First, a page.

Author(s): Adkambi T, Colson P, Drancourt M
Abstract Share this page
Abstract Nonpigmented and late-pigmenting rapidly growing mycobacteria (RGM) are increasingly isolated in clinical microbiology laboratories. Their accurate identification remains problematic because classification is labor intensive work and because new taxa are not often incorporated into classification databases. Also, 16S rRNA gene sequence analysis underestimates RGM diversity and does not distinguish between all taxa. We determined the complete nucleotide sequence of the rpoB gene, which encodes the bacterial beta subunit of the RNA polymerase, for 20 RGM type strains. After using in-house software which analyzes and graphically represents variability stretches of 60 bp along the nucleotide sequence, our analysis focused on a 723-bp variable region exhibiting 83.9 to 97\% interspecies similarity and 0 to 1.7\% intraspecific divergence. Primer pair Myco-F-Myco-R was designed as a tool for both PCR amplification and sequencing of this region for molecular identification of RGM. This tool was used for identification of 63 RGM clinical isolates previously identified at the species level on the basis of phenotypic characteristics and by 16S rRNA gene sequence analysis. Of 63 clinical isolates, 59 (94\%) exhibited <2\% partial rpoB gene sequence divergence from 1 of 20 species under study and were regarded as correctly identified at the species level. Mycobacterium abscessus and Mycobacterium mucogenicum isolates were clearly distinguished from Mycobacterium chelonae; Mycobacterium mageritense isolates were clearly distinguished from "Mycobacterium houstonense." Four isolates were not identified at the species level because they exhibited >3\% partial rpoB gene sequence divergence from the corresponding type strain; they belonged to three taxa related to M. mucogenicum, Mycobacterium smegmatis, and Mycobacterium porcinum. For M. abscessus and M. mucogenicum, this partial sequence yielded a high genetic heterogeneity within the clinical isolates. We conclude that molecular identification by analysis of the 723-bp rpoB sequence is a rapid and accurate tool for identification of RGM.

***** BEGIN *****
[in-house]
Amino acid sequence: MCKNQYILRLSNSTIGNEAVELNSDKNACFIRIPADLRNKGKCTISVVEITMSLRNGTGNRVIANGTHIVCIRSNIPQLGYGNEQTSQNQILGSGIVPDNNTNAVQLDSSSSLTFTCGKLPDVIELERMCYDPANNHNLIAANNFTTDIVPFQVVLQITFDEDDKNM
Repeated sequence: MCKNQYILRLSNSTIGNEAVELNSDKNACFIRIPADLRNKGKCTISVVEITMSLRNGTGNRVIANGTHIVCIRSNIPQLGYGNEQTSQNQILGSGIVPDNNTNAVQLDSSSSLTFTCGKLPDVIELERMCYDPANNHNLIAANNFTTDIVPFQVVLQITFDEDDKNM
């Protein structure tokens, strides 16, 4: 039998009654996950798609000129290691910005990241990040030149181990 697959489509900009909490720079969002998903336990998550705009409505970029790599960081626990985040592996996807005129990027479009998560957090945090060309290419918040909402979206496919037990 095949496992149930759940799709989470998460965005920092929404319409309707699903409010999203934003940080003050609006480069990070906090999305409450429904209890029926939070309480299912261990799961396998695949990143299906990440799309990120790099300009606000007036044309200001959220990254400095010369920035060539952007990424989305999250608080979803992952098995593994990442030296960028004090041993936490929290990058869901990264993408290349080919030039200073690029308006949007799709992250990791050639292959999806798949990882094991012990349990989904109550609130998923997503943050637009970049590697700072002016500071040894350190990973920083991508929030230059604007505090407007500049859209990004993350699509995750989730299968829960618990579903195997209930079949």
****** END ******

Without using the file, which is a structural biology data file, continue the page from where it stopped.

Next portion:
This article was published in J Clin Microbiol
and referenced in Journal of Infectious Diseases & Therapy